FORT WAYNE – Deadrian Boykins smirked and chuckled his way through his various court cases to a total of 91 years in prison.
The slightly built 19-year-old appeared in court again Tuesday, this time for sentencing in the last of three unrelated cases stemming from his penchant for violence.
And just like he had through his trial and other hearings, Boykins acted as though the whole matter were one big joke.
It wasn’t to the wife of the Allen County confinement officer he battered into unconsciousness on Christmas Day. It wasn’t to the officer himself, Quinton Greer, as he told the court he feared he would die in a pool of his own blood.
It most certainly wasn’t a joke to Allen Superior Court Judge Fran Gull, who yet again sentenced the recalcitrant Boykins to prison, this time for 20 years.
In December, she sentenced Boykins to 65 years in prison for the murder of 17-year-old Elijah Freeman in April 2013.
With the new sentence, Boykins’ total prison time in the three cases, including six years for a robbery attempt at a beauty college, is 91 years.
Given his behavior while in the Allen County Jail, which included the attack on the guard, it’s not likely Boykins will get any credit for good behavior in the Indiana Department of Correction and may never be out from behind bars, Gull told him.
Before she sentenced Boykins, Gull heard statements from Cindy Greer, the wife of the confinement officer attacked on Christmas Day.
An emergency room nurse, Cindy Greer said seeing her husband in a trauma suite, his arms outstretched and face bloodied and swollen, was horrifying.
One eye was swollen shut, but when he looked toward her, she saw fear.
That scared me, she said, adding she had to turn off the part of her that was his wife and become a nurse to deal with the experience.
Her care for him continued as he came home to recover from the facial fractures that left him with vision and hearing damage.
As a nurse, I’m qualified to look over him as a patient, she said.
But she shouldn’t have to be as his wife, she said.
Cindy Greer noted Boykins’ constant haughty demeanor.
He’s proud of what he did, she said, looking toward the jury box where Boykins sat, looking all over the room and occasionally spinning in his chair.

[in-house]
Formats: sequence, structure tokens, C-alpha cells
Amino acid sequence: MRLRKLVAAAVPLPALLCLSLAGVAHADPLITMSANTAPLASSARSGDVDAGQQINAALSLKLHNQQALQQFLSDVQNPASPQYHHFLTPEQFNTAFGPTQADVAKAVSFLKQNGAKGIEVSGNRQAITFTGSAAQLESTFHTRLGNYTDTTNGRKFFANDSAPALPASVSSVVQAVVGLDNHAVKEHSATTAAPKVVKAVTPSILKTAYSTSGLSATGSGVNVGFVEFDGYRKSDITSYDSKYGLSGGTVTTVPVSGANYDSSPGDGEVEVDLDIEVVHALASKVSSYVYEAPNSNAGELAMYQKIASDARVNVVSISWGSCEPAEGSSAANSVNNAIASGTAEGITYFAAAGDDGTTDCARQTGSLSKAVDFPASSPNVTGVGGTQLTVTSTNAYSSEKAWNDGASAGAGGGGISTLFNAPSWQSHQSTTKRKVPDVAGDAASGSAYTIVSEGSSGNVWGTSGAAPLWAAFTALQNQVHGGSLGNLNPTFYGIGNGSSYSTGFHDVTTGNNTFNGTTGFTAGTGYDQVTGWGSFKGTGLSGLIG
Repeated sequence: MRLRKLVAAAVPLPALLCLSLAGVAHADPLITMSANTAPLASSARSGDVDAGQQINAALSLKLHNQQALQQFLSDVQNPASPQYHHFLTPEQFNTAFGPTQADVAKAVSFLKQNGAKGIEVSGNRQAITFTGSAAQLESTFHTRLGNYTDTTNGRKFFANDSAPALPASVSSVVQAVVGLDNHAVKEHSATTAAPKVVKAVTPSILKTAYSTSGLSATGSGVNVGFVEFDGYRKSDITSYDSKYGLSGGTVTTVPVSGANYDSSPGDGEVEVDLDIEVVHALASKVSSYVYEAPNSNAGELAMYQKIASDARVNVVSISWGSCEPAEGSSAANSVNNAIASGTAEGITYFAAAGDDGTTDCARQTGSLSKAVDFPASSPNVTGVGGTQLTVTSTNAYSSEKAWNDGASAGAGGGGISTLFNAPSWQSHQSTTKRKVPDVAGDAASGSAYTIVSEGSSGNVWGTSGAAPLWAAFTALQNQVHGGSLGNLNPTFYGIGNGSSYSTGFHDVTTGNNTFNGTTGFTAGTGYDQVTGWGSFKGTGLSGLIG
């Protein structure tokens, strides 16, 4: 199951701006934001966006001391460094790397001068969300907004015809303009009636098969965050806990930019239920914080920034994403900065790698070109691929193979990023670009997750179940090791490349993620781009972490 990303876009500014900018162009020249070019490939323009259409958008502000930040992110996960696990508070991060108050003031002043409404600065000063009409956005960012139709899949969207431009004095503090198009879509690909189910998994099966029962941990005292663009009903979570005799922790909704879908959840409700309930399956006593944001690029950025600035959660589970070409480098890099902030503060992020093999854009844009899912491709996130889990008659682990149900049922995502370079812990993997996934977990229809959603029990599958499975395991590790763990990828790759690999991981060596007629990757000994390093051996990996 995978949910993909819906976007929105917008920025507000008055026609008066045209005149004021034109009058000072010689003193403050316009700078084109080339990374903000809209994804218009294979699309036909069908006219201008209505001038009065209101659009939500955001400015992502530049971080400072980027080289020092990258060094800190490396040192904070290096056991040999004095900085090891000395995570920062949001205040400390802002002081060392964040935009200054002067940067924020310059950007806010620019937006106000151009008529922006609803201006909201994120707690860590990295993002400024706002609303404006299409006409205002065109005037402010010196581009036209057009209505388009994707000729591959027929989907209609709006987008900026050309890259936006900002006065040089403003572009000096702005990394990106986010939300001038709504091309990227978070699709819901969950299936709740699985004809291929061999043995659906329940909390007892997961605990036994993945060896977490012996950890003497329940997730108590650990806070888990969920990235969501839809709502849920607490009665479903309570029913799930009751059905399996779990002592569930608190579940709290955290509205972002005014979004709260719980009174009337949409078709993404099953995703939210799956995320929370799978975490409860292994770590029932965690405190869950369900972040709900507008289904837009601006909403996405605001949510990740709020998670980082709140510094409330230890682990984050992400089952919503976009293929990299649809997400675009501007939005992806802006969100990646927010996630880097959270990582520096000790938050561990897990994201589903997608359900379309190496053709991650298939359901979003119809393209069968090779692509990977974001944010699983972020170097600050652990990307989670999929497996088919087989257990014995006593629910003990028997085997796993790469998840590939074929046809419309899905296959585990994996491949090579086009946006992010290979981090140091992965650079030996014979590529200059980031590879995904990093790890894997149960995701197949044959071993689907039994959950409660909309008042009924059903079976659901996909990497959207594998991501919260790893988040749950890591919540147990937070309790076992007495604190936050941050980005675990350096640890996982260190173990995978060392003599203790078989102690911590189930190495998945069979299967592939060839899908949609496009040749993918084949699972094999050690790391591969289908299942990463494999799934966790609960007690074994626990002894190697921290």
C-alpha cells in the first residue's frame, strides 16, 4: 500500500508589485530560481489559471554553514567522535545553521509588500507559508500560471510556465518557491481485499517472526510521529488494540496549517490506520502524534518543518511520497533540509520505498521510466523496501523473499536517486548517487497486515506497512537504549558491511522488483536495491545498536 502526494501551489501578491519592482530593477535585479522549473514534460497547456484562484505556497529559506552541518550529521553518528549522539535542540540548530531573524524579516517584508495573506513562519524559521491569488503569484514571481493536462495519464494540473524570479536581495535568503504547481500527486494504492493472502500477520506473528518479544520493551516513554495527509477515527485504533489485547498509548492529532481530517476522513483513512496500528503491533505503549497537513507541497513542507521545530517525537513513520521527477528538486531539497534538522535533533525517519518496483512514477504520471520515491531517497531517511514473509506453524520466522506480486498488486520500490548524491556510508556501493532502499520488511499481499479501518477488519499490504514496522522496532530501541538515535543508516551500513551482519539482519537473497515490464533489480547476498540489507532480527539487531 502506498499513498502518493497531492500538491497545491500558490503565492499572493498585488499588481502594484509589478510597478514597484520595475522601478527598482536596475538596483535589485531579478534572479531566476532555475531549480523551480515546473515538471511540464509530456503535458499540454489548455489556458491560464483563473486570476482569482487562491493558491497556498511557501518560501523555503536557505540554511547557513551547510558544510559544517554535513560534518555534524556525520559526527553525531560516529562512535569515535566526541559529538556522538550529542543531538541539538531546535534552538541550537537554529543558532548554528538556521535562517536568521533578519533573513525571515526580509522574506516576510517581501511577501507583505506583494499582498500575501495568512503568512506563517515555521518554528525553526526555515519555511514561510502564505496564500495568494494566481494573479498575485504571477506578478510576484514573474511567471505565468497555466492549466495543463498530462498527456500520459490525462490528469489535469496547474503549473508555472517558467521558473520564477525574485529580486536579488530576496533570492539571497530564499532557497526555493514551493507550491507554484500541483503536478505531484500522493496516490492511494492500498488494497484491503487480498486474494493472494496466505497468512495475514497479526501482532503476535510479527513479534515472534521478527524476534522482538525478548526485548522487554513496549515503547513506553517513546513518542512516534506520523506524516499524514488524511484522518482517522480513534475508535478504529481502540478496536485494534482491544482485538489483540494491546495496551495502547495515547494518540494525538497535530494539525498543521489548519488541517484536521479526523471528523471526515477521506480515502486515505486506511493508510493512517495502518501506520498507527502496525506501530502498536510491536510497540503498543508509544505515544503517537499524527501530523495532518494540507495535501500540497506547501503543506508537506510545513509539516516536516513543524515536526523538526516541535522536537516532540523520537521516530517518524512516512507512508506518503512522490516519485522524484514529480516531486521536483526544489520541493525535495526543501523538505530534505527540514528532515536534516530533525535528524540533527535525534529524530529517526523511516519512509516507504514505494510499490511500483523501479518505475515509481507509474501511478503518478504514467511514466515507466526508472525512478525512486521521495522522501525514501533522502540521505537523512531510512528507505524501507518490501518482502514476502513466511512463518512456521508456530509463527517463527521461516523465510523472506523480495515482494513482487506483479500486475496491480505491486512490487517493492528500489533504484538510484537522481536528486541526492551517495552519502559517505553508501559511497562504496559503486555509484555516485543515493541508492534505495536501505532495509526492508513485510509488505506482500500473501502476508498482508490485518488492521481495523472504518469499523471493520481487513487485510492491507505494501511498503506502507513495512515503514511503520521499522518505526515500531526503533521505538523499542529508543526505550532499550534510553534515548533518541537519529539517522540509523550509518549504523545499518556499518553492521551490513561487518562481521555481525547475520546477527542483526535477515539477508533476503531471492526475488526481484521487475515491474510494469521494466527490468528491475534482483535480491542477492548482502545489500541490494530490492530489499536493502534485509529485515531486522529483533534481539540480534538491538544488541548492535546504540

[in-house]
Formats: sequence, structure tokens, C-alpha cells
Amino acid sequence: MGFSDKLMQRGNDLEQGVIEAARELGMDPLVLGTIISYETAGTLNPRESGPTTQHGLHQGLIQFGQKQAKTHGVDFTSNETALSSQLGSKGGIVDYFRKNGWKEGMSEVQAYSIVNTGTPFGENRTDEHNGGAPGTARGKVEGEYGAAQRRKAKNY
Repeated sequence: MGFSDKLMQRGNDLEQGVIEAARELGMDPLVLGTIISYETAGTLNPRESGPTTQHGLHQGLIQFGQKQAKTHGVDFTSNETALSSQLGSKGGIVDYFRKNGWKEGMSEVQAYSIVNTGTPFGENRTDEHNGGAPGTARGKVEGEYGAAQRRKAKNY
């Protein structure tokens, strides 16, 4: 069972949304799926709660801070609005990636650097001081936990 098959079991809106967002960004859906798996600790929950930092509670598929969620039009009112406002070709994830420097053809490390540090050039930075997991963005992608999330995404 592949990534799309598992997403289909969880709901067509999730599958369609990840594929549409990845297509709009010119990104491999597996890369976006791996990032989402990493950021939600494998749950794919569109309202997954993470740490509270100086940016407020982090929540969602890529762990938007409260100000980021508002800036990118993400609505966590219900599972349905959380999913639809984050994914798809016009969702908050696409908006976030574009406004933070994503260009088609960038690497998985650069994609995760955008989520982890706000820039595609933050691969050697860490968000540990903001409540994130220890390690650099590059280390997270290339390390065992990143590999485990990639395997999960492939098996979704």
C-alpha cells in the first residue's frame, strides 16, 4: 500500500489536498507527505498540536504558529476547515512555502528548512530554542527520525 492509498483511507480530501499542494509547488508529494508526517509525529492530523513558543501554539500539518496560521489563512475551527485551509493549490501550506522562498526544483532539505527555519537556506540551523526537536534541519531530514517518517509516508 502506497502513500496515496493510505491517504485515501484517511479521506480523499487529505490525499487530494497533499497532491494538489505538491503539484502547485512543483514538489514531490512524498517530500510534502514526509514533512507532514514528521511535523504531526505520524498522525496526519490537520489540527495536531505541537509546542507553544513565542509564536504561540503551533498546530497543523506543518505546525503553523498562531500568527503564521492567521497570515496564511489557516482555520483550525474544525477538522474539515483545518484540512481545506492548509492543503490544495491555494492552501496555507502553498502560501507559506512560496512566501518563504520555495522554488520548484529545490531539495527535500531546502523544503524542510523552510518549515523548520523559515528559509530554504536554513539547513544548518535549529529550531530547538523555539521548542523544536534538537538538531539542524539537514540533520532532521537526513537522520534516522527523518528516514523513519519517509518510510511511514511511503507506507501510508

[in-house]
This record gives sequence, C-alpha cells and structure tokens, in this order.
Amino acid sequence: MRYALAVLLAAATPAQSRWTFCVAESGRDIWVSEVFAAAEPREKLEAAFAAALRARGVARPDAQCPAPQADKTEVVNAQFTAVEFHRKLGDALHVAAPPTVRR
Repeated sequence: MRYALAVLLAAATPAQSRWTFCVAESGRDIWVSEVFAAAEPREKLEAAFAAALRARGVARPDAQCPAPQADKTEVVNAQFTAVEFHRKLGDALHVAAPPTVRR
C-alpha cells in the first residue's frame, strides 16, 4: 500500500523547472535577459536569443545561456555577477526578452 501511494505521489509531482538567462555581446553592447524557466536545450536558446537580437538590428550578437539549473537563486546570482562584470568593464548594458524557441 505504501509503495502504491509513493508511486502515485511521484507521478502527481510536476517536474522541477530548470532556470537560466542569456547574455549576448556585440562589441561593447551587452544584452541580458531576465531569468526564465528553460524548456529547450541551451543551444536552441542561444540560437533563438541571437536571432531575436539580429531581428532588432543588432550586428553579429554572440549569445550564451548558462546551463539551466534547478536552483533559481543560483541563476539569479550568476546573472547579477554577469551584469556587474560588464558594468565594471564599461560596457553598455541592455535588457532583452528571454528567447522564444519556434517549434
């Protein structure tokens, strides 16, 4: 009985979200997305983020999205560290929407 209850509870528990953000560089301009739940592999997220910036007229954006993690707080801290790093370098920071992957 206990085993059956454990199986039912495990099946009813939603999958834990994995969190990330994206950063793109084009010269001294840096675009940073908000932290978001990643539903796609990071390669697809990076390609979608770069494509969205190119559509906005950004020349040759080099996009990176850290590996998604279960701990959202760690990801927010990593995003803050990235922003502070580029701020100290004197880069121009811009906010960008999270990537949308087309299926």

I don’t understand how you do this to another human being, she said.
When Quinton Greer came to the microphone, he and Boykins exchanged a hard and lengthy look.
Quinton Greer told Gull he thought he would die that morning on the cellblock floor.
I did not deserve what I had to go through, he said.
A large man, especially compared with Boykins, Quinton Greer was jumped from the side as he handled the inmates’ lunches. Boykins hit him in the side of the head with a plastic lunch tray and pummeled him with his fists as the guard fell to the floor.
Allen County Deputy Prosecutor Jason Custer counted more than 20 blows from Boykins to Quinton Greer’s head area, according to statements.
Custer speculated that Boykins may have been trying to boost his reputation before he went to the Department of Correction. The attack occurred days after his sentencing in the murder case but before he was transferred to begin serving that sentence.
No matter the reason, Boykins’ character is unspeakable, Custer said.
Gull was not impressed by Boykins’ behavior.
It’s unfortunate, Mr. Boykins, you find this whole process so amusing, she said. I don’t. You choose to do what you choose to do.
Gull recommended that he be placed in maximum security, which is not something she often does.
She entered a judgment for $39,186 in restitution to Quinton Greer.
As he was led out of the courtroom, the jawing and smirking continued as Boykins walked past the Greers’ family.
No one in Allen County, though, will likely see him again without driving to an Indiana prison.